During our fiberoptic bronchoscopy, we observed the described phenomenon of abnormal tracheal anatomy that has a similar appearance to the esophagus. This can make confirmation of the position of the endotracheal tube misleading.4 Restrictive lung disease (plus or minus pectus excavatum) is often present so that ventilation may also be a problem in these patients. Postoperatively, there is a risk of upper airway obstruction, and there have been reports of postoperative pulmonary edema in children2 thought to be due to forced expiration against a narrowed and thickened glottis, which may have been exacerbated by instrumentation of the airway. These authors2 thus routinely administer dexamethasone to these patients before extubation and further note that in the event an emergency surgical airway is required, the short stiff necks typical in these patients can make access and identification of anatomical landmarks extremely difficult. Finally, limited extension of the wrists can make radial artery cannulation problematic, and claw deformities can make IV access difficult.
An intriguing additional issue in such cases relates to the fact that dermatan sulphate, a glycosaminoglycan (mucopolysaccharide) structurally related to heparin, has well-documented antithrombotic properties, and indeed, it is a major ingredient in the therapeutic heparinoid, danaparoid. Although the excess dermatan sulphate in mucopolysaccharidosis VI accumulates primarily in those connective tissues where it is normally a structural molecule6 (e.g., in collagen), some can be demonstrated to spill into the circulation where it binds to heparin cofactor II. In this regard, it is relevant to note that increased serum levels of heparin cofactor II-thrombin complex are considered a useful marker of the activity of several of the mucopolysaccharidoses, including type VI.13 Increased bleeding tendency has been reported in some of these patients,2 although no abnormal bleeding tendency was noted in the present case. Perhaps the question of abnormal coagulation, in particular antithrombotic tendencies, remains to be investigated in patients with mucopolysaccharidosis and other lysosomal enzyme disorders.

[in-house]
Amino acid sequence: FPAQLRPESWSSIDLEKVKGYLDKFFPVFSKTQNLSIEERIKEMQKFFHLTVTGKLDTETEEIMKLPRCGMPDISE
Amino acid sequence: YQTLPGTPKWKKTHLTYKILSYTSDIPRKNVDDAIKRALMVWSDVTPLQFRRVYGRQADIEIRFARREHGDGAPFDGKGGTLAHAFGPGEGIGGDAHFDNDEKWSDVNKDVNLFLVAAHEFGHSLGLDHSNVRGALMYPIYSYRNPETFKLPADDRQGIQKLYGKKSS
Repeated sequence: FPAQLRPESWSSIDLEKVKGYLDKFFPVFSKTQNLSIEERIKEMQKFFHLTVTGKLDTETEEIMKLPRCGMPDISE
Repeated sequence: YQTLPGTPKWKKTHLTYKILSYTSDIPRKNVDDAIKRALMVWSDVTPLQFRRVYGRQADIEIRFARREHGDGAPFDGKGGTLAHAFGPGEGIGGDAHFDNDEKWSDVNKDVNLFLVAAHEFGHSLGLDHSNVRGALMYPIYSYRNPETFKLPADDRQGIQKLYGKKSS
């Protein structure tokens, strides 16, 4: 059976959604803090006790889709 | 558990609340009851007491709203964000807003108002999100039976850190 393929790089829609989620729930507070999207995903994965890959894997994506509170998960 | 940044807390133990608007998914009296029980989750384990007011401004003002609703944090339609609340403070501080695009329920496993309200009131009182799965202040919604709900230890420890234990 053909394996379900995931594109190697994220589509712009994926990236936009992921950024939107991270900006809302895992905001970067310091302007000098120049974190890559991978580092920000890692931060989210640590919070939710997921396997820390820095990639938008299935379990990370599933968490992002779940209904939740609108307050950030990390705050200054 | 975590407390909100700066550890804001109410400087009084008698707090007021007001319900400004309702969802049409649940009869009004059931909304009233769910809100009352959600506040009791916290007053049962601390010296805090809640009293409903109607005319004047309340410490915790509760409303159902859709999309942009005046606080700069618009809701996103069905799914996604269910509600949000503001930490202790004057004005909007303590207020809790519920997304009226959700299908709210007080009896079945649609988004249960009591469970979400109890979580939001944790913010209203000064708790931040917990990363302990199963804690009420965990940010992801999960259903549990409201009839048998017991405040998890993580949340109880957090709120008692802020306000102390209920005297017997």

In conclusion, we present the anesthetic management of a patient with a rare genetic condition with major structural abnormalities of the upper airway in whom awake fiberoptic tracheal intubation was performed due to the high risk of difficult intubation and ventilation. We encountered no major problems and emphasize that careful advance planning and experienced support for difficult airway management are important when anesthetizing such a patient.